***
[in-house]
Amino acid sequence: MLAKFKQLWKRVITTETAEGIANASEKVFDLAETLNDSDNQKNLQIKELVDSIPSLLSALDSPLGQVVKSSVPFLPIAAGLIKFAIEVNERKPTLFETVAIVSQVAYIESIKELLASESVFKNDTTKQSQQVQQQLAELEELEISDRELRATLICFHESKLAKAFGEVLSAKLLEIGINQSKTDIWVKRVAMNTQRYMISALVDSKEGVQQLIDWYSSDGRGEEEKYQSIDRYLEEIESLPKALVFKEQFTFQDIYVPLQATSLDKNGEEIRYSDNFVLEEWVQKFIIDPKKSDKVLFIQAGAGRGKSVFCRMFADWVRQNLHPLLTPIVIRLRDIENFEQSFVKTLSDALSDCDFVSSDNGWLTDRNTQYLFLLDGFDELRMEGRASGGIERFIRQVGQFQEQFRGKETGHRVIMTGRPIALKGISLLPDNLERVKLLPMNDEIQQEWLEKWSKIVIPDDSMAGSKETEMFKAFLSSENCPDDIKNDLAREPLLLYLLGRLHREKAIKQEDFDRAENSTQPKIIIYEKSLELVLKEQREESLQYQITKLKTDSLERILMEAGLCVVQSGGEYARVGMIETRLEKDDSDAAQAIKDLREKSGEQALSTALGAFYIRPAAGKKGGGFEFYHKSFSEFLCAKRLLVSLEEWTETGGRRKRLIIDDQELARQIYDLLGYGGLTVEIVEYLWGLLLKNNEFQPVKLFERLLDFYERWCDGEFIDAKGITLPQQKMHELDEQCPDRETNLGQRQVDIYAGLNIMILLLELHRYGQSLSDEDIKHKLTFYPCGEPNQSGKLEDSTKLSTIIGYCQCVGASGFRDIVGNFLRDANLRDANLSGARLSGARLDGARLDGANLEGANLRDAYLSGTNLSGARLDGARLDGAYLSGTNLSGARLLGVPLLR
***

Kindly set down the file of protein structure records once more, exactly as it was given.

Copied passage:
[in-house]
Amino acid sequence: MLAKFKQLWKRVITTETAEGIANASEKVFDLAETLNDSDNQKNLQIKELVDSIPSLLSALDSPLGQVVKSSVPFLPIAAGLIKFAIEVNERKPTLFETVAIVSQVAYIESIKELLASESVFKNDTTKQSQQVQQQLAELEELEISDRELRATLICFHESKLAKAFGEVLSAKLLEIGINQSKTDIWVKRVAMNTQRYMISALVDSKEGVQQLIDWYSSDGRGEEEKYQSIDRYLEEIESLPKALVFKEQFTFQDIYVPLQATSLDKNGEEIRYSDNFVLEEWVQKFIIDPKKSDKVLFIQAGAGRGKSVFCRMFADWVRQNLHPLLTPIVIRLRDIENFEQSFVKTLSDALSDCDFVSSDNGWLTDRNTQYLFLLDGFDELRMEGRASGGIERFIRQVGQFQEQFRGKETGHRVIMTGRPIALKGISLLPDNLERVKLLPMNDEIQQEWLEKWSKIVIPDDSMAGSKETEMFKAFLSSENCPDDIKNDLAREPLLLYLLGRLHREKAIKQEDFDRAENSTQPKIIIYEKSLELVLKEQREESLQYQITKLKTDSLERILMEAGLCVVQSGGEYARVGMIETRLEKDDSDAAQAIKDLREKSGEQALSTALGAFYIRPAAGKKGGGFEFYHKSFSEFLCAKRLLVSLEEWTETGGRRKRLIIDDQELARQIYDLLGYGGLTVEIVEYLWGLLLKNNEFQPVKLFERLLDFYERWCDGEFIDAKGITLPQQKMHELDEQCPDRETNLGQRQVDIYAGLNIMILLLELHRYGQSLSDEDIKHKLTFYPCGEPNQSGKLEDSTKLSTIIGYCQCVGASGFRDIVGNFLRDANLRDANLSGARLSGARLDGARLDGANLEGANLRDAYLSGTNLSGARLDGARLDGAYLSGTNLSGARLLGVPLLR